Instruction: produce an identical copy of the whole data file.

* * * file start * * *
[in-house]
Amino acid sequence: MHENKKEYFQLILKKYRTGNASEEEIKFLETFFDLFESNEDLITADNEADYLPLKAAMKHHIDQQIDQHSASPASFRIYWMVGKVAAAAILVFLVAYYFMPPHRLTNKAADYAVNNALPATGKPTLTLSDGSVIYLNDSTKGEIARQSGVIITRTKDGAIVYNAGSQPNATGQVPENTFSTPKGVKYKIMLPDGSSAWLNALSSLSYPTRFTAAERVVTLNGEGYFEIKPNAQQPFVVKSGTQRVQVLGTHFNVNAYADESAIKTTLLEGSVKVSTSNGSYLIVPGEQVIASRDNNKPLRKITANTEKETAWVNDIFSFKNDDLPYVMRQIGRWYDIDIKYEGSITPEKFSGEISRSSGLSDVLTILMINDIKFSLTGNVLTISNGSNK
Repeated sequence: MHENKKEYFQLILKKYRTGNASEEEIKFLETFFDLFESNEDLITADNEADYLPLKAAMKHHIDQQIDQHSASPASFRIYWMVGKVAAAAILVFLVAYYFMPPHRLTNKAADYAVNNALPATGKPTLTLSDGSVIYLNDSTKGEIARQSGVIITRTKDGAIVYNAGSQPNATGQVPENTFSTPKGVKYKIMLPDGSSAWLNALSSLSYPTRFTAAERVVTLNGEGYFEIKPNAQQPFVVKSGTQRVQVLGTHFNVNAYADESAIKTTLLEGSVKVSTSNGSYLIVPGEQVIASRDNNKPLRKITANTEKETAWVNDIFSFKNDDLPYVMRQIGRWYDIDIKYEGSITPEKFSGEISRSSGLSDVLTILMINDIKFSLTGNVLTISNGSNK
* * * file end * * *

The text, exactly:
[in-house]
Amino acid sequence: MHENKKEYFQLILKKYRTGNASEEEIKFLETFFDLFESNEDLITADNEADYLPLKAAMKHHIDQQIDQHSASPASFRIYWMVGKVAAAAILVFLVAYYFMPPHRLTNKAADYAVNNALPATGKPTLTLSDGSVIYLNDSTKGEIARQSGVIITRTKDGAIVYNAGSQPNATGQVPENTFSTPKGVKYKIMLPDGSSAWLNALSSLSYPTRFTAAERVVTLNGEGYFEIKPNAQQPFVVKSGTQRVQVLGTHFNVNAYADESAIKTTLLEGSVKVSTSNGSYLIVPGEQVIASRDNNKPLRKITANTEKETAWVNDIFSFKNDDLPYVMRQIGRWYDIDIKYEGSITPEKFSGEISRSSGLSDVLTILMINDIKFSLTGNVLTISNGSNK
Repeated sequence: MHENKKEYFQLILKKYRTGNASEEEIKFLETFFDLFESNEDLITADNEADYLPLKAAMKHHIDQQIDQHSASPASFRIYWMVGKVAAAAILVFLVAYYFMPPHRLTNKAADYAVNNALPATGKPTLTLSDGSVIYLNDSTKGEIARQSGVIITRTKDGAIVYNAGSQPNATGQVPENTFSTPKGVKYKIMLPDGSSAWLNALSSLSYPTRFTAAERVVTLNGEGYFEIKPNAQQPFVVKSGTQRVQVLGTHFNVNAYADESAIKTTLLEGSVKVSTSNGSYLIVPGEQVIASRDNNKPLRKITANTEKETAWVNDIFSFKNDDLPYVMRQIGRWYDIDIKYEGSITPEKFSGEISRSSGLSDVLTILMINDIKFSLTGNVLTISNGSNK